JTAG is a common standard for communicating with modern electronic devices like FPGAs and microcontrollers. A JTAG connection will allow you to do in-circuit debugging in a bewildering variety of ways and will generally allow you to program your device. The standard, apparently, defines five connections for this purpose. Add in power and ground and you have a minimum of 7 connections needed to implement JTAG. The trick is getting them delivered to your board or device…
There are some standards in JTAG connections but, like standards everywhere, the nice thing is that there are so many to choose from. Since I am presently only interested in the use of the STM32 processor, which has an ARM cortex-M3 core, with Rowley Crossworks, I shall only describe what works for that. It should also work for other ARM processors and other development tools. However, you must check the actual pin allocations on your interface device and the target before getting all carried away with the soldering iron.
For ARM processors, the only real standard for JTAG connectors would appear to be the 20-pin DIL version:
This is normally found on a target as a 20 pin 0.1” DIL box header for use with standard 0.05” ribbon cable and IDC connectors. It is a simple, robust connection that is easily implemented and far too big for a modest embedded application. I shall shortly want to be making a small device that is only 50mm x 40mm. The box header for this connection would require 30mm x 10mm – 15% of the board space. There appears to be another, slightly smaller connector in use – the 14-pin DIL:
This is a distinct improvement and manages to save space by removing the optional connection. It is still quite bulky though so let’s have a look at the pins that are used. The first thing you notice is there are lots of ground pins. This is a good thing generally. On the 20-pin connector, it means that all the data lines have a ground line between them in the ribbon cable. That will help to ensure signal quality over what is a very high speed bus. However, if you were to use a 20-pin connection to a small adaptor placed very close to the board, you could compromise a little over the last inch or two. A 10-pin connector is described in several places but there seems to be no obvious consensus for what the pin connections should be. Consequently, I have simply used the same pinout as that chosen by Harjit Singh for his micromouse so that it will be a little simpler for us to share hardware and experience:
Harjit’s connector has the great merit that it can be plugged in the wrong way round with no ill-effects on the target. This is particularly handy since it will permit the use of a simple pin-header without the bulky cable shell and keying slot normally used. The cable headers still take up quite a lot of space but we are now down to only 18mm x 8mm of board space needed. Looking some more at this, there are still two surplus pins. An 8-pin version would still carry the necessary signals:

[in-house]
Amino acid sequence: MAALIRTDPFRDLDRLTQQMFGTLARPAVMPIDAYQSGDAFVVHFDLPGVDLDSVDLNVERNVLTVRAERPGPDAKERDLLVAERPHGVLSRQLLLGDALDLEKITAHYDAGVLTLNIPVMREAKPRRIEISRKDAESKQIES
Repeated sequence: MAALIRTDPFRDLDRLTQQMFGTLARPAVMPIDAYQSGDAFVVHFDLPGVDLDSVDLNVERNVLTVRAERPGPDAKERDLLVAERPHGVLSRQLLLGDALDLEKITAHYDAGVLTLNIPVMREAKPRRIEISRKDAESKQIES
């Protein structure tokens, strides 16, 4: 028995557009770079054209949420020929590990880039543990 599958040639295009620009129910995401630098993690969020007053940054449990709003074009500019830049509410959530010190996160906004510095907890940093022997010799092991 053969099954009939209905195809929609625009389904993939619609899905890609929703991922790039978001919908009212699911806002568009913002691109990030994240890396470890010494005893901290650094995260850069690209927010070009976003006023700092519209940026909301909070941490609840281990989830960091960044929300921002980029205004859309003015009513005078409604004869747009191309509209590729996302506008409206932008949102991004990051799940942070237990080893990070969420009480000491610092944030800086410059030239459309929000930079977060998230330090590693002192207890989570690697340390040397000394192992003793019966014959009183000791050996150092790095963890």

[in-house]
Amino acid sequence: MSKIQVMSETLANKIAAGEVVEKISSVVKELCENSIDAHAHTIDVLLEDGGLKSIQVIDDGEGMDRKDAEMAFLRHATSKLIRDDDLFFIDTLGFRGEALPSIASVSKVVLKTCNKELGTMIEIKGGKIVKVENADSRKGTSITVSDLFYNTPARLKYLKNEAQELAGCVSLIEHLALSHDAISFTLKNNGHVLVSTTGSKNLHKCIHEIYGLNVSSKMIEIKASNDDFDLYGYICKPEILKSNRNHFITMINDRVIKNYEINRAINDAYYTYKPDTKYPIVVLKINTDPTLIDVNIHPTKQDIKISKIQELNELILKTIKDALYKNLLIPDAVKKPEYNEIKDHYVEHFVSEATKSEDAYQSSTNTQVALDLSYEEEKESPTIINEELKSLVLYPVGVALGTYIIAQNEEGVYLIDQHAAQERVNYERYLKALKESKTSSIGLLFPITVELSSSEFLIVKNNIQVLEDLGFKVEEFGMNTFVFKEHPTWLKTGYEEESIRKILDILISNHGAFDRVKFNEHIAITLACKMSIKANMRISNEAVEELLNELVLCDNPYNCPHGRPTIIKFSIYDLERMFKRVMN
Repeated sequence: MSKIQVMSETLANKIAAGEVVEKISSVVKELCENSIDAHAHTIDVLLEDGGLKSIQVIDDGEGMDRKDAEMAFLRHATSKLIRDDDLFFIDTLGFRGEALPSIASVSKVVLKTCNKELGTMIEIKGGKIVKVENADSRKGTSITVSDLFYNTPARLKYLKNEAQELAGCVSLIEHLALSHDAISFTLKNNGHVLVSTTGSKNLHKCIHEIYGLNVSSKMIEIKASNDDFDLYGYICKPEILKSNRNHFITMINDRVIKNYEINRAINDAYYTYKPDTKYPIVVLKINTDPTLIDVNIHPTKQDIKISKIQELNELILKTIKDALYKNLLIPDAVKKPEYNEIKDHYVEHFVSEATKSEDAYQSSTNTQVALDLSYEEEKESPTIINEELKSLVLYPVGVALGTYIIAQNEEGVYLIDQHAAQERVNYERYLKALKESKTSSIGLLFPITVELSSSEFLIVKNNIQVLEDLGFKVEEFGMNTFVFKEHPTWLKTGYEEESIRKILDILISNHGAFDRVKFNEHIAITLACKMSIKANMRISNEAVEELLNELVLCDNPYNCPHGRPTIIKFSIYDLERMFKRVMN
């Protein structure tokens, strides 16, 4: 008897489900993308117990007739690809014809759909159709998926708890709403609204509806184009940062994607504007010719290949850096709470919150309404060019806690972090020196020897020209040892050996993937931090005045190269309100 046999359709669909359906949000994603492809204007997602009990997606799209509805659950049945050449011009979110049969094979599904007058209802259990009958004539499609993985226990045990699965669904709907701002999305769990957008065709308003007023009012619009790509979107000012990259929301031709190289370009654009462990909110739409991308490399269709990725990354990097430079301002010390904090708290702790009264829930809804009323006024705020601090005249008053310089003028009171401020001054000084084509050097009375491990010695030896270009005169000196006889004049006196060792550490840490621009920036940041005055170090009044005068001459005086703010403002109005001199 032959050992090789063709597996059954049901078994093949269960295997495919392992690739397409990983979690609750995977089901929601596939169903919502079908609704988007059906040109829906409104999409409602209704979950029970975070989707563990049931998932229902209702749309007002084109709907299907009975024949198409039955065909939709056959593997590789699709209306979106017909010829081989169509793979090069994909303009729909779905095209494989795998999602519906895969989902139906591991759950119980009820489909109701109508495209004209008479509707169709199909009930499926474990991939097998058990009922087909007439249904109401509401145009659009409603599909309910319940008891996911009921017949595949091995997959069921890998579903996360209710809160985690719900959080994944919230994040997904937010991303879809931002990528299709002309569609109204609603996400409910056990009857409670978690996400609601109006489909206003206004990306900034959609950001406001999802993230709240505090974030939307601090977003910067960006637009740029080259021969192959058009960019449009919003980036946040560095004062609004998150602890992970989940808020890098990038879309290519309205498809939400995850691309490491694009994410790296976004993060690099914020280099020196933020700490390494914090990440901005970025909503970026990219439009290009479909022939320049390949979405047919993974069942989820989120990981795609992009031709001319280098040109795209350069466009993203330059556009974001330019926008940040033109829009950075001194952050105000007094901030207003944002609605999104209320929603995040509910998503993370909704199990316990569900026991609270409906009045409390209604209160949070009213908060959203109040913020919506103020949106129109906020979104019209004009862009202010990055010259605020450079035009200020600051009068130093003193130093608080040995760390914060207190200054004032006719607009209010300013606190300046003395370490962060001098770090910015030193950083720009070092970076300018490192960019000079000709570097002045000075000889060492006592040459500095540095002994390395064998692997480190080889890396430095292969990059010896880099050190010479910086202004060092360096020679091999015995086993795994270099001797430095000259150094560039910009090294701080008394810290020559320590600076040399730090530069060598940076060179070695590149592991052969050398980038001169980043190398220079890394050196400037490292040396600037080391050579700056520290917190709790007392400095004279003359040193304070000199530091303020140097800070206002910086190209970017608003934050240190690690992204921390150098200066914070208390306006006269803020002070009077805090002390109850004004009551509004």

If this were plugged in the wrong way round, it could damage the target with the TDO signal possibly being held well above the target supply rail. Consequently, I would not recommend this without some kind of keying or other constraint to make sure it did not get connected in correctly.
Use with Crossworks
You may have noticed that one of the signals dropped in the smaller connector is RTCK. This signal can be used to dynamically controll the speed of the JTAG interface. In the target debuffer settings in Crossworks, you will want to turn off this option is the RTCK signal is not used. Look in the target properties window for an entry that says ‘Adaptive Clocking’. Set this to be ‘No’ if you are not using RTCK in your connector.
Rowley’s Crossworks does not use the nTRST signal for debugging. This line resets the JTAG hardware. Don’t leave it out of the connector in case you use some other software to talk to your target but be aware that Rowley do not make use of it.
Use with STM32
Be aware that the STM32 has internal pullups and pulldowns where needed on the JTAG lines. Another thoughtful provision by those nice people at ST. Other ARM processors are not as convenient and you should arrange to pull up or down the lines as appropriate:
- TMS, TDI, TDO, nSRST and nTRST should have pull-ups of 10k normally
- TCK, RTCK, DBGRQ and DBGACK should have a pull-down of 10k normally
Note that nSRST is the system reset and is normally connected to the RST line on the target processor. Usually, you should not connect the nTRST and nSRST lines. I don’t think it will make a difference for the STM32 and Crossworks but certainly will for a Segger JLINK.
As far as I can see, the STM32, and Cortex-M3 in general, do not use either the RTCK connections anyway.
Finally, here is the 10-pin connector implemented on a breadboarded STM32 target:
An alternative to the Olimex JTAG adaptor is the ST-LINK from STMicroelectronics